One measure taken by the Snohomish County Juvenile Court to address implicit bias was the convening of the Cultural Advisory Committee. This committee is charged with the responsibility of reducing disparate outcomes for minorities and recommending ways to promote equity and fairness within juvenile court. This group holds regular meetings. The Herald’s coverage of the policy memo was the topic of a January meeting. Committee Member Riall Johnson, a graduate of Mariner High School and Stanford University, expressed his concern regarding the tone and conclusions of the city’s memo:

“I feared for my community when I received it. I have seen this before, and it led to policies like the crime bills in the ’90s. I graduated from Mariner High School in 1996. I remember what it was like when I was one of these ‘juveniles’ that this memo is trying to label, when we had more aggressive school policies that prohibited us from wearing sports gear from teams with black colors. No more British Knights or Calvin Klein apparel, and kids of color weren’t allowed to stand together is groups of three or more. Then came the increase in profiling and arrests of my friends, where I witnessed kids around me get hardened and traumatized by the criminal justice system.”

This perspective and others like it are clearly not represented in the city’s memo. The memo and The Herald’s article ignore the countervailing conclusions from empirical research. The city’s proposed solutions will do little more than perpetuate systemic racism. We must do better than this.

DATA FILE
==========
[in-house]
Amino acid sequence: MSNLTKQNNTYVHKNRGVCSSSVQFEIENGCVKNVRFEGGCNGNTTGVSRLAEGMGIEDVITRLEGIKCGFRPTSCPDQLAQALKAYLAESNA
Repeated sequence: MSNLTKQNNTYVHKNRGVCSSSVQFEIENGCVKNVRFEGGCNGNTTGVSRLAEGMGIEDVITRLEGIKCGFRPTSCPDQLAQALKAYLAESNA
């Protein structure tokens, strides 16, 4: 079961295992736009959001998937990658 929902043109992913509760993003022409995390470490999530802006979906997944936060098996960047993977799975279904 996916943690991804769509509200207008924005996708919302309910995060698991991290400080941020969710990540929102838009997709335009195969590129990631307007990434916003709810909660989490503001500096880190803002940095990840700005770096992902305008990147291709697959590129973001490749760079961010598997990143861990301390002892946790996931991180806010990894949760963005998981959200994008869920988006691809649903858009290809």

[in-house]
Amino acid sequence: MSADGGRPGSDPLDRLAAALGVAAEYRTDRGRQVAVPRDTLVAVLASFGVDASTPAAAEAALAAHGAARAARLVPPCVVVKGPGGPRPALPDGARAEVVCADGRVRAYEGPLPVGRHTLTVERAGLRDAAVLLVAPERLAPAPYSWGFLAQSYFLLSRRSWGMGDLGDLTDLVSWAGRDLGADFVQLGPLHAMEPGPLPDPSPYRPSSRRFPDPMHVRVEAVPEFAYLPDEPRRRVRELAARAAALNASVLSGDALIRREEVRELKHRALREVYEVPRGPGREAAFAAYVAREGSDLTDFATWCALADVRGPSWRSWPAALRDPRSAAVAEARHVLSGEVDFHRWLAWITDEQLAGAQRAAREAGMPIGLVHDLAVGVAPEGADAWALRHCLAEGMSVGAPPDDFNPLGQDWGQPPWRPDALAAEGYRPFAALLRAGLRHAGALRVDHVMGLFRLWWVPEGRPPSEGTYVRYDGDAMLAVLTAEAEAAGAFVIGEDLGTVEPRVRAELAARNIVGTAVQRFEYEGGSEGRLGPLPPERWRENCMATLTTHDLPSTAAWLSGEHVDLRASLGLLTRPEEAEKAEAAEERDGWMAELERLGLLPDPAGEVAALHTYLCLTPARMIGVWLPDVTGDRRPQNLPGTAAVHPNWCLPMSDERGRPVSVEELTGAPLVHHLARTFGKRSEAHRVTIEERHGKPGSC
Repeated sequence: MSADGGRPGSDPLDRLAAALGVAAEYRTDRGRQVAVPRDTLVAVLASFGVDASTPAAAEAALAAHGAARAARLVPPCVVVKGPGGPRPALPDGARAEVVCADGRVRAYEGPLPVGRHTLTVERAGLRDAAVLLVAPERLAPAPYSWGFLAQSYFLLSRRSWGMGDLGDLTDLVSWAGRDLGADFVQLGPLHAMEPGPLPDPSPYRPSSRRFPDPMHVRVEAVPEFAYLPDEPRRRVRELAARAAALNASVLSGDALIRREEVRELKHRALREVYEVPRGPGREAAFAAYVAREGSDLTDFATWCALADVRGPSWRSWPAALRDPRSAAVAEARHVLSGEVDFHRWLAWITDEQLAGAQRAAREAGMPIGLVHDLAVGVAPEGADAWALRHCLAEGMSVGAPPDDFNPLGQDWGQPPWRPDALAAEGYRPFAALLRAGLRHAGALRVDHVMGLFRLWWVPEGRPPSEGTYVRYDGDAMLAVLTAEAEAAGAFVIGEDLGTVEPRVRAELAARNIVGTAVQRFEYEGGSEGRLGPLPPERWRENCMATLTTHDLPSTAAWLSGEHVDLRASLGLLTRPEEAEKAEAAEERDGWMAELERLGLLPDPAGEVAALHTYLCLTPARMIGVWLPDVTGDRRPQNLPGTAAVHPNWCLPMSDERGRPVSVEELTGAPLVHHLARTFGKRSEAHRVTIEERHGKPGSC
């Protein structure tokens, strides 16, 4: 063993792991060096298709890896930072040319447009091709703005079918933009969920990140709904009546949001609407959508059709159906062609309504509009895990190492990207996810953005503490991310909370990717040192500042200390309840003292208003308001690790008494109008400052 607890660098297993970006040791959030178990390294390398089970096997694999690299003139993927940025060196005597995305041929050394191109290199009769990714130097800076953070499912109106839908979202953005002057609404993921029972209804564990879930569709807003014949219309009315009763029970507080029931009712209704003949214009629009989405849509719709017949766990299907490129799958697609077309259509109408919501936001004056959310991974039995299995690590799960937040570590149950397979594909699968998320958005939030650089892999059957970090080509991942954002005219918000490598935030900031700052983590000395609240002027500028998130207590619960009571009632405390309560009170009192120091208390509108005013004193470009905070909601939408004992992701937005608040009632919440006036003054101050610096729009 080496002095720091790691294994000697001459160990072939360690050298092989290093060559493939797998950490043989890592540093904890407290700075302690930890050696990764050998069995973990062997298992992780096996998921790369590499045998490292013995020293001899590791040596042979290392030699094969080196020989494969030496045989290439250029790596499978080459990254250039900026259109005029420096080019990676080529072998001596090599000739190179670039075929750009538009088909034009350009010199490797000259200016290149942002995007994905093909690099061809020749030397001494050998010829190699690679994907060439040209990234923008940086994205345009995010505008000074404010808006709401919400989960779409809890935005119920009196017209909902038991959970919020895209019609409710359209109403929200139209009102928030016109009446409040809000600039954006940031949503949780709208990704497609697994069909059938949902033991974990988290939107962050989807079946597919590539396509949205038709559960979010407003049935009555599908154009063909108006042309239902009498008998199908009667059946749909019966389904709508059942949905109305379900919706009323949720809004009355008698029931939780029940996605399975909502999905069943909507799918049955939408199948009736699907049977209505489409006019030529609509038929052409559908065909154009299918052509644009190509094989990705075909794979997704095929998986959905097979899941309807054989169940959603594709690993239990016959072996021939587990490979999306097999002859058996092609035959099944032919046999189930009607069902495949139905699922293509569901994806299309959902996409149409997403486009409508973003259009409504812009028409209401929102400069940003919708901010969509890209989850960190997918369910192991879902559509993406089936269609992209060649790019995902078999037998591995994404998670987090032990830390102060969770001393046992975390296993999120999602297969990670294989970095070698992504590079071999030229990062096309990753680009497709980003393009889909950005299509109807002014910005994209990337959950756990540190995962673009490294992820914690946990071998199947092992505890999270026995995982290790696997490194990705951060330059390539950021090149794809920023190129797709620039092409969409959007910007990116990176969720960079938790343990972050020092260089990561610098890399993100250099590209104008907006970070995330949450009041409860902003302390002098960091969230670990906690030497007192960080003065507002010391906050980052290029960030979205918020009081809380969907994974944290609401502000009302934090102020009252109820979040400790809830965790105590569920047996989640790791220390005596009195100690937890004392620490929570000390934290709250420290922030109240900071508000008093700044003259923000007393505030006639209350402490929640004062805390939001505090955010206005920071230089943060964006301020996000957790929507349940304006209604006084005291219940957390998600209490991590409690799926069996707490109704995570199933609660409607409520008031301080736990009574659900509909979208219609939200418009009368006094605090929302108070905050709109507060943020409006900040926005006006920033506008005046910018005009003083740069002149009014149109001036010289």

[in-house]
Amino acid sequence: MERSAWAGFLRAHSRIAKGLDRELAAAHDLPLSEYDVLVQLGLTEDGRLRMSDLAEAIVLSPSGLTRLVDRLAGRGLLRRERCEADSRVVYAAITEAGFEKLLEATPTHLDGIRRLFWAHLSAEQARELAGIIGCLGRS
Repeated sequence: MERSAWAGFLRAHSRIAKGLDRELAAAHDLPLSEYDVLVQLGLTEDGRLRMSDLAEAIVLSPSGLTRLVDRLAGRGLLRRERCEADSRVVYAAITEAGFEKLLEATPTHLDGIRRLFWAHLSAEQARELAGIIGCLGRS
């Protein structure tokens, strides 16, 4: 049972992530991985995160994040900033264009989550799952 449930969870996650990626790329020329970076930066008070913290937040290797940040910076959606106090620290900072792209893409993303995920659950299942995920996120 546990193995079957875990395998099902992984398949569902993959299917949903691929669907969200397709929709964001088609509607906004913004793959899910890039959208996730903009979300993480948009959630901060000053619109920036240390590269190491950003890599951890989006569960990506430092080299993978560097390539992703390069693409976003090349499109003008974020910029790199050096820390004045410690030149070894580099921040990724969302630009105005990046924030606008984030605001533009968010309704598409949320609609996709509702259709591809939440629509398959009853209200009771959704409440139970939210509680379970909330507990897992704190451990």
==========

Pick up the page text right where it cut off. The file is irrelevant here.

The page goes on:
A trauma-informed approach is far more effective model. It’s a model that identifies risk factors that make juveniles vulnerable to criminal behavior and then seeks to alleviate those risks. Everett’s policy initiatives should align with this more effective and enlightened approach. The focus should be on the root causes of youth crime, not blaming them for the risks their communities present to them. Access to guns and victimization are risk factors; they are not problems created by youth.

We are the attorneys who represent juveniles accused of crimes. We read reports in which police vilify these kids and subject them to increased scrutiny based on a “gang-involved” label, which too often is little more than a euphemism for their race, neighborhood, surname or shirt color. The children we see have faced obstacles that many of us never even consider. They are vulnerable and resilient; sometimes stubborn, but often inspiring. They are not predators. If the juvenile justice system recognizes that these kids that are still growing and developing, their community must as well. They have infinite potential for success.

Everett’s city staff would be welcome to attend the Snohomish County Cultural Advisory Committee. These are your local professionals working directly with court-involved youth. Use them to help address your concerns. The group meets on the second Thursday of every month from noon to 1 p.m. at the Denney Juvenile Justice Center.

Kathleen Kyle and Liz Mustin are attorneys with the Snohomish County Public Defender Association. Riall Johnson is the managing director of Prism Washington, a consulting group focused on social justice, and a member of the Snohomish County Cultural Advisory Committee.